We’re back from Mexico! While I’ve had my fair share of margaritas during the past few days, I’m still going to take a hot sec to tell you about another cocktail. Another fizzy cocktail! Yup, it’s my second “fizz” drink in a month. And I’m not apologizing for it. You see, this one couldn’t be more different from the last one I shared. That’s my justification. Hear me out.
Is it just me, or do fizzy things just seem more fun and fancy? Think champagne. Whenever I drink it, I feel fancy…even if it’s out of a plastic champagne flute on New Year’s Eve. Doesn’t matter. Fizzy = fancy.
I’ve always been a fan of fizzy things. Even though soda was a rare treat growing up, I always felt super special and grown up when it was offered. One of my favorite things to do to this day is to fancy up a glass of water by adding in a splash each of fruit juice and seltzer. And a straw! Gotta have the straw. It makes drinking water so much fun. I’m telling ya, fizz makes me giddy.
Given that, it should be no surprise that I love gin fizzes. I’ve talked about it before here and here, so I’ll spare you this time…but it really does make sense for them to be a fav of mine. It is a FANCY cocktail, no matter how you spin it (or shake it! Sorry…).
Wanting to expand my fizzy cocktail repertoire, I decided to try my hand at a bourbon fizz. Now, I should preface with this embarrassing fact: I usually do not like brown liquor. Like, at all. I die a little bit inside when we’re out at a trendy restaurant on one of our very rare date nights, and the husband orders an exotic sounding bourbon drink made with the tears of fairies or something…and I pick out a oh-so-typical vodka or gin martini infused with elderflower or citrus (#predictable). I want SO BADLY to like the fairy-tear-infused concoction, but I never do. Sigh. I feel so uncultured…or something.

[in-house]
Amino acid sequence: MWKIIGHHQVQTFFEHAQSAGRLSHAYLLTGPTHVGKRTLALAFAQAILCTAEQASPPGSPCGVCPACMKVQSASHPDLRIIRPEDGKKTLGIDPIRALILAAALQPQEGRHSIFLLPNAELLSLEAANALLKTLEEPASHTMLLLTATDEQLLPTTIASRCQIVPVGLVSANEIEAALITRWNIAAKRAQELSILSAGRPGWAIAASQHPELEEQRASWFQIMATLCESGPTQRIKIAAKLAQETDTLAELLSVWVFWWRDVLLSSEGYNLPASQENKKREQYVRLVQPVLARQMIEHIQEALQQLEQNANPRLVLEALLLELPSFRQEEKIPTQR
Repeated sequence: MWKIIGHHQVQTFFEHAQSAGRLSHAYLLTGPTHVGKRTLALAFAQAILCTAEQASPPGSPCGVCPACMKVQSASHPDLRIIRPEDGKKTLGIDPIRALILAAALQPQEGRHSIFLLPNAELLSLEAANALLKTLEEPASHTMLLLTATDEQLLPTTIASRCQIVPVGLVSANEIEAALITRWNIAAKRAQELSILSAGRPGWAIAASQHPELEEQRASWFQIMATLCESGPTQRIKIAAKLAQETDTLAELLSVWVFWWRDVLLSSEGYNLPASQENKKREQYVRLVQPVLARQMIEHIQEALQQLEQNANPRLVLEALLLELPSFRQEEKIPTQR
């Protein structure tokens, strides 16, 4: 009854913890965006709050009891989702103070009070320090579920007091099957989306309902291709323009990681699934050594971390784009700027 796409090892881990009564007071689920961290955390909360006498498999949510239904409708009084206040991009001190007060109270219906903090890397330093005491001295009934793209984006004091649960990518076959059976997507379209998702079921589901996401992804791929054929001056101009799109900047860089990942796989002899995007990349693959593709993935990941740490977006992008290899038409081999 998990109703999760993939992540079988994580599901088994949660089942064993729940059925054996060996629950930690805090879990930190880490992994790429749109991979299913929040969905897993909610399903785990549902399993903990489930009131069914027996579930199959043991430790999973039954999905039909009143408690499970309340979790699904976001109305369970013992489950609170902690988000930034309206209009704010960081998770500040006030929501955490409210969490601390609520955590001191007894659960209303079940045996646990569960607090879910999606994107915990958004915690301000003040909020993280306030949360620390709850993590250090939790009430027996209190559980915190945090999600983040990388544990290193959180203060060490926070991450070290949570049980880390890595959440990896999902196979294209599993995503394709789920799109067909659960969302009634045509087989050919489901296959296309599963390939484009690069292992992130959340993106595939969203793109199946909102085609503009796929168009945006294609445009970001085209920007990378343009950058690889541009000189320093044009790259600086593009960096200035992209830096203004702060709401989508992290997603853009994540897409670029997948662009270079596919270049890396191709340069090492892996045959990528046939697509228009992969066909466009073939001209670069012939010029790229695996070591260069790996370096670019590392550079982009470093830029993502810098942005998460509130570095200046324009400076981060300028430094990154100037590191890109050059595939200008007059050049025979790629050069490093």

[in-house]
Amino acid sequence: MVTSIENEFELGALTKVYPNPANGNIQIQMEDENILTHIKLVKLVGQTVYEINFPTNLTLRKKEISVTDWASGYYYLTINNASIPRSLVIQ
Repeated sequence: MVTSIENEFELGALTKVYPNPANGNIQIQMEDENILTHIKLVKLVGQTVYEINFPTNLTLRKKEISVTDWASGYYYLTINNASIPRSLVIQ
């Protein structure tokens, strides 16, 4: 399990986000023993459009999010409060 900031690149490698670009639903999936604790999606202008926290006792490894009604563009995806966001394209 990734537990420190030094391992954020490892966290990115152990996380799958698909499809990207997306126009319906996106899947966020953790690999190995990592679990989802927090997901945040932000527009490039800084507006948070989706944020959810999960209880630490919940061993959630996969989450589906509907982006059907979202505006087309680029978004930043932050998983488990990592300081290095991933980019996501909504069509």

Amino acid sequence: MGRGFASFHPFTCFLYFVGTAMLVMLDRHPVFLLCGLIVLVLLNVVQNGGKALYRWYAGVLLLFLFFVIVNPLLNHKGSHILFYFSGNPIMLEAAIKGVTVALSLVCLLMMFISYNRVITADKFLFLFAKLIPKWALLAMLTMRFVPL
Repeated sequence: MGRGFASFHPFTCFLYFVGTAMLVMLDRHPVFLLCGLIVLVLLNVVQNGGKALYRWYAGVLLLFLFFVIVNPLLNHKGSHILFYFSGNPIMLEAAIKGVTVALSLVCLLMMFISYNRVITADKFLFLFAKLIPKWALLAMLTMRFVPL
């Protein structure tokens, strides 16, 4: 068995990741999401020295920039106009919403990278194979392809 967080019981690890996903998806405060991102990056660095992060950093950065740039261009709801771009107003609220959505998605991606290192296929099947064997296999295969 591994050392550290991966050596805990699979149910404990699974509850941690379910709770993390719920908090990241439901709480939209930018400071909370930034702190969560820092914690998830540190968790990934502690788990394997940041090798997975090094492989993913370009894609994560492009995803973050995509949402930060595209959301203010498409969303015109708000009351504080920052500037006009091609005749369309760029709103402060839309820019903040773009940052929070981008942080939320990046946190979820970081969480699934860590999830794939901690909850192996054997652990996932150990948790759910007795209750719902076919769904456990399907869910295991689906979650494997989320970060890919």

Irish whiskey seems to be the only one that I can really tolerate, but it’s safe to say that I’ve, um, over-tolerated whiskey a few too many times in my past (if you know what I mean). I still drink it from time to time, but it is definitely not my go-to choice like gin or vodka. I so prefer the lighter booze because it’s so much easier to drink. I have to really work a sip of the brown stuff down. And the face I make after said sip is probably hilarious. Many a bartender has probably had a good laugh at my expense. They’re all like “Oh, look, Miss Appletini over there isn’t into the REAL drinks. Surprise, surprise.”
So, this espresso bourbon fizz was a real challenge for me to wrap my head around. But I was determined to share something “grown up” and “sophisticated” to go with my excitement surrounding the fizz (yes, I realize that sentence makes me sound anything but grown up, haha)…and so…I sucked it up and put this recipe together. And guess what? I ended up liking it. Like, a lot. A LOT.
I started out with the idea of fizz. Yup. Needed to happen. But a different kind of fizz. Something darker and more interesting. Enter bourbon. What goes well with brown liquors? Besides vanilla ice cream. And apple cider. Coffee. No. Espresso. And warm sweetness from things like molasses and brown sugar. Yes. This could work.